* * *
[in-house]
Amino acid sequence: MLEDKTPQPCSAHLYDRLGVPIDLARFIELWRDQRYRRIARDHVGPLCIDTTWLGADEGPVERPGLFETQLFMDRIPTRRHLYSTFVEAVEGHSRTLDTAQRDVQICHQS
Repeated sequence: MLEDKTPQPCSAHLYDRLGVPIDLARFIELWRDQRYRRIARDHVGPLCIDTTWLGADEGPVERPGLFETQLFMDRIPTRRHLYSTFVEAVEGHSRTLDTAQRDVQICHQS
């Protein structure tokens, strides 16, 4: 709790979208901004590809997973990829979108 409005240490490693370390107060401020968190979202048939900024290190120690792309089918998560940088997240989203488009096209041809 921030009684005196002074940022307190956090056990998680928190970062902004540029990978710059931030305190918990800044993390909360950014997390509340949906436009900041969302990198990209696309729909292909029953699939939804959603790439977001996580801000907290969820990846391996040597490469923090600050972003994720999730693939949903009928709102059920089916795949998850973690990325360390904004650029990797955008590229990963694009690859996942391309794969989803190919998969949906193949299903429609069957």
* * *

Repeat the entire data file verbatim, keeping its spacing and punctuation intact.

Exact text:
[in-house]
Amino acid sequence: MLEDKTPQPCSAHLYDRLGVPIDLARFIELWRDQRYRRIARDHVGPLCIDTTWLGADEGPVERPGLFETQLFMDRIPTRRHLYSTFVEAVEGHSRTLDTAQRDVQICHQS
Repeated sequence: MLEDKTPQPCSAHLYDRLGVPIDLARFIELWRDQRYRRIARDHVGPLCIDTTWLGADEGPVERPGLFETQLFMDRIPTRRHLYSTFVEAVEGHSRTLDTAQRDVQICHQS
């Protein structure tokens, strides 16, 4: 709790979208901004590809997973990829979108 409005240490490693370390107060401020968190979202048939900024290190120690792309089918998560940088997240989203488009096209041809 921030009684005196002074940022307190956090056990998680928190970062902004540029990978710059931030305190918990800044993390909360950014997390509340949906436009900041969302990198990209696309729909292909029953699939939804959603790439977001996580801000907290969820990846391996040597490469923090600050972003994720999730693939949903009928709102059920089916795949998850973690990325360390904004650029990797955008590229990963694009690859996942391309794969989803190919998969949906193949299903429609069957």